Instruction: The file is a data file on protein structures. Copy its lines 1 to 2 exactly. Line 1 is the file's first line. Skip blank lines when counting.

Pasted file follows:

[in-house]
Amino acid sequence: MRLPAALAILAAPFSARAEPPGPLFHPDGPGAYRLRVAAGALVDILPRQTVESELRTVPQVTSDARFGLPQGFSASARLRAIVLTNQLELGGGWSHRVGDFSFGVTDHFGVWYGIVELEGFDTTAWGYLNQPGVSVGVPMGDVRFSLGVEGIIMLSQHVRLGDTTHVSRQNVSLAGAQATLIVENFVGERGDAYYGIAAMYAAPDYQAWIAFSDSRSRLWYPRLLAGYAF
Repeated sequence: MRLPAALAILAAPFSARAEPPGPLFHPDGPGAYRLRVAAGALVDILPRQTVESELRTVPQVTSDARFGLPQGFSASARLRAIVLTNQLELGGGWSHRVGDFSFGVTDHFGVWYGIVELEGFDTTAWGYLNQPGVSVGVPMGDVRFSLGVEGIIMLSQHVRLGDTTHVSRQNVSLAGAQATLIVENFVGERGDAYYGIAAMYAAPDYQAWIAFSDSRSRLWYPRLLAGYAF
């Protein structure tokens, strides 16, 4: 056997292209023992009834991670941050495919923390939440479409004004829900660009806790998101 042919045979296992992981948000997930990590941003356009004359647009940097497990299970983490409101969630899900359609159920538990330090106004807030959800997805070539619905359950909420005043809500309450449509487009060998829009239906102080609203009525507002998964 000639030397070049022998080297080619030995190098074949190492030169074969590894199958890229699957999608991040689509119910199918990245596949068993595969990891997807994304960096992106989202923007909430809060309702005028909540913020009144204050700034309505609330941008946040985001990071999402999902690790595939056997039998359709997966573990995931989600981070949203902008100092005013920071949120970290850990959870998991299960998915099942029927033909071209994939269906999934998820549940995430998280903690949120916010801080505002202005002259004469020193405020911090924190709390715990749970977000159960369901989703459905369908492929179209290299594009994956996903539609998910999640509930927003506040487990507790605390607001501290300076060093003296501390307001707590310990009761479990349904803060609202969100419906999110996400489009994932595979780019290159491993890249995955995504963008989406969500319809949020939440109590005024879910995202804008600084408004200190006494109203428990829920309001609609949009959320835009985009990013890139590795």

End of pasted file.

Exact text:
[in-house]
Amino acid sequence: MRLPAALAILAAPFSARAEPPGPLFHPDGPGAYRLRVAAGALVDILPRQTVESELRTVPQVTSDARFGLPQGFSASARLRAIVLTNQLELGGGWSHRVGDFSFGVTDHFGVWYGIVELEGFDTTAWGYLNQPGVSVGVPMGDVRFSLGVEGIIMLSQHVRLGDTTHVSRQNVSLAGAQATLIVENFVGERGDAYYGIAAMYAAPDYQAWIAFSDSRSRLWYPRLLAGYAF